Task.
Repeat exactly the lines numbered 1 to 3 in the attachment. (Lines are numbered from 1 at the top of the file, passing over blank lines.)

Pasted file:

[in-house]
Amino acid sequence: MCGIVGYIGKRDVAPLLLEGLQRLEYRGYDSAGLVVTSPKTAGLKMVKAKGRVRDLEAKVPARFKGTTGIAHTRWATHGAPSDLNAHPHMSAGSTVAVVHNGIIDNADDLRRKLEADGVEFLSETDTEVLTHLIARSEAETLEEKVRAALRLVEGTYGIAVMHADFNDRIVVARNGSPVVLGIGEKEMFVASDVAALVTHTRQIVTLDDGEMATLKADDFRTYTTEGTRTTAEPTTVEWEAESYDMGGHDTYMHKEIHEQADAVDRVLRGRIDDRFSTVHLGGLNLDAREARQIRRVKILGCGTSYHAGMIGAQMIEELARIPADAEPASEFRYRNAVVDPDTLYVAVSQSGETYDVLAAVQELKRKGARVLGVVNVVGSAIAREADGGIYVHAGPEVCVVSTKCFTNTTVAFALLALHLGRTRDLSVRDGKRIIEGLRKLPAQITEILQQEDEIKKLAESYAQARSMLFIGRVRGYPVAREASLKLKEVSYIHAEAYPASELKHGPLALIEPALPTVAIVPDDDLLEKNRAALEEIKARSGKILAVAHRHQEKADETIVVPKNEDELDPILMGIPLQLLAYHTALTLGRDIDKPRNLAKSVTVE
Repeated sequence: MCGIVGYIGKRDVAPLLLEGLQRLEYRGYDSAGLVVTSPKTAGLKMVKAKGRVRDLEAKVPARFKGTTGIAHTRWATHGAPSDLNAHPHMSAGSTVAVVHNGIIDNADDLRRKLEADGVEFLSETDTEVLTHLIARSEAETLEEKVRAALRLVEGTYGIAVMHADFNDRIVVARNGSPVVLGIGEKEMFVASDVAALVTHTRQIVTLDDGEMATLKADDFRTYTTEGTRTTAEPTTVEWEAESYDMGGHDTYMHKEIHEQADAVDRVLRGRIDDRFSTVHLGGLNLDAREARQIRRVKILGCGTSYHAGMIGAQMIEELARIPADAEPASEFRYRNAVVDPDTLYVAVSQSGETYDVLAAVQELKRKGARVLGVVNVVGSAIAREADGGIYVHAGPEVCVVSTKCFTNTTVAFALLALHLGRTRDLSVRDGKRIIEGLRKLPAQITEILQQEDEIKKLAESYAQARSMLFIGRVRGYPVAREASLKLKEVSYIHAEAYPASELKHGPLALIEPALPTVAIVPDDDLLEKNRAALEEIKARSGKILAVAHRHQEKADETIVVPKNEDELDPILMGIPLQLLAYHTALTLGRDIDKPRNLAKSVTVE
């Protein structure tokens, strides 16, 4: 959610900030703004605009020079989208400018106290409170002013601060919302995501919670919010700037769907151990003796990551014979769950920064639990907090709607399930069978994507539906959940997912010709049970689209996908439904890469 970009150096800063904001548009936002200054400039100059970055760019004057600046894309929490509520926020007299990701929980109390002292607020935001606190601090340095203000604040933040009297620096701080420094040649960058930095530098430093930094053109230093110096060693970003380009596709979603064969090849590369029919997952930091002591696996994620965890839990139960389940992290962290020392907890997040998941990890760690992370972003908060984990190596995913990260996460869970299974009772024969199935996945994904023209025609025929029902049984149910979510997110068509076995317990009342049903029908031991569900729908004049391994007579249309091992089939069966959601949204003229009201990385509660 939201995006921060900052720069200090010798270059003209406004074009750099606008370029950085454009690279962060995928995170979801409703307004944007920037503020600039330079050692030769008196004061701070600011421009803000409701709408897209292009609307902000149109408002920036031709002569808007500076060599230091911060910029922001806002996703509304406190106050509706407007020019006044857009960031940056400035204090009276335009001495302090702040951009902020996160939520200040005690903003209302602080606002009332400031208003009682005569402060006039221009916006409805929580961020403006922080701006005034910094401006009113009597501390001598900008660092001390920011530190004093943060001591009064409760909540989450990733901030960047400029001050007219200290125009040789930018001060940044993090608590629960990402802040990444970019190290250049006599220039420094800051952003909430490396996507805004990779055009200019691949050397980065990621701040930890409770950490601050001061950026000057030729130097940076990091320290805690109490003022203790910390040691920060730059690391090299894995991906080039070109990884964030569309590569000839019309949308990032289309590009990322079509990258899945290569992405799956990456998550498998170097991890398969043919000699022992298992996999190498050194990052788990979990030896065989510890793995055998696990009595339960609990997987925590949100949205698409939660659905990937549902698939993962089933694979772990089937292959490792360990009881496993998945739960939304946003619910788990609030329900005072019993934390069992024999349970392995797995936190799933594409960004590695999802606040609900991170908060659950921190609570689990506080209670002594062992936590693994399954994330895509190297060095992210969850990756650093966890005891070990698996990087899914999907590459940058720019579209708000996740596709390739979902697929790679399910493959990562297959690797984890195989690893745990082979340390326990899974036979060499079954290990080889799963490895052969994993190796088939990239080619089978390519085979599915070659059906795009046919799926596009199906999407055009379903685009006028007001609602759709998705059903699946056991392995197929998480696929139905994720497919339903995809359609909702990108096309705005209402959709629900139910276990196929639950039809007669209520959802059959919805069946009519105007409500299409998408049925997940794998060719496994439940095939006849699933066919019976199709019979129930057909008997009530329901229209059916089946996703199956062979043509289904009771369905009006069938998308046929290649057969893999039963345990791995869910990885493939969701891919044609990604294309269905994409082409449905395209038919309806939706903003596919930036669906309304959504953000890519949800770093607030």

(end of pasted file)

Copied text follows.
[in-house]
Amino acid sequence: MCGIVGYIGKRDVAPLLLEGLQRLEYRGYDSAGLVVTSPKTAGLKMVKAKGRVRDLEAKVPARFKGTTGIAHTRWATHGAPSDLNAHPHMSAGSTVAVVHNGIIDNADDLRRKLEADGVEFLSETDTEVLTHLIARSEAETLEEKVRAALRLVEGTYGIAVMHADFNDRIVVARNGSPVVLGIGEKEMFVASDVAALVTHTRQIVTLDDGEMATLKADDFRTYTTEGTRTTAEPTTVEWEAESYDMGGHDTYMHKEIHEQADAVDRVLRGRIDDRFSTVHLGGLNLDAREARQIRRVKILGCGTSYHAGMIGAQMIEELARIPADAEPASEFRYRNAVVDPDTLYVAVSQSGETYDVLAAVQELKRKGARVLGVVNVVGSAIAREADGGIYVHAGPEVCVVSTKCFTNTTVAFALLALHLGRTRDLSVRDGKRIIEGLRKLPAQITEILQQEDEIKKLAESYAQARSMLFIGRVRGYPVAREASLKLKEVSYIHAEAYPASELKHGPLALIEPALPTVAIVPDDDLLEKNRAALEEIKARSGKILAVAHRHQEKADETIVVPKNEDELDPILMGIPLQLLAYHTALTLGRDIDKPRNLAKSVTVE
Repeated sequence: MCGIVGYIGKRDVAPLLLEGLQRLEYRGYDSAGLVVTSPKTAGLKMVKAKGRVRDLEAKVPARFKGTTGIAHTRWATHGAPSDLNAHPHMSAGSTVAVVHNGIIDNADDLRRKLEADGVEFLSETDTEVLTHLIARSEAETLEEKVRAALRLVEGTYGIAVMHADFNDRIVVARNGSPVVLGIGEKEMFVASDVAALVTHTRQIVTLDDGEMATLKADDFRTYTTEGTRTTAEPTTVEWEAESYDMGGHDTYMHKEIHEQADAVDRVLRGRIDDRFSTVHLGGLNLDAREARQIRRVKILGCGTSYHAGMIGAQMIEELARIPADAEPASEFRYRNAVVDPDTLYVAVSQSGETYDVLAAVQELKRKGARVLGVVNVVGSAIAREADGGIYVHAGPEVCVVSTKCFTNTTVAFALLALHLGRTRDLSVRDGKRIIEGLRKLPAQITEILQQEDEIKKLAESYAQARSMLFIGRVRGYPVAREASLKLKEVSYIHAEAYPASELKHGPLALIEPALPTVAIVPDDDLLEKNRAALEEIKARSGKILAVAHRHQEKADETIVVPKNEDELDPILMGIPLQLLAYHTALTLGRDIDKPRNLAKSVTVE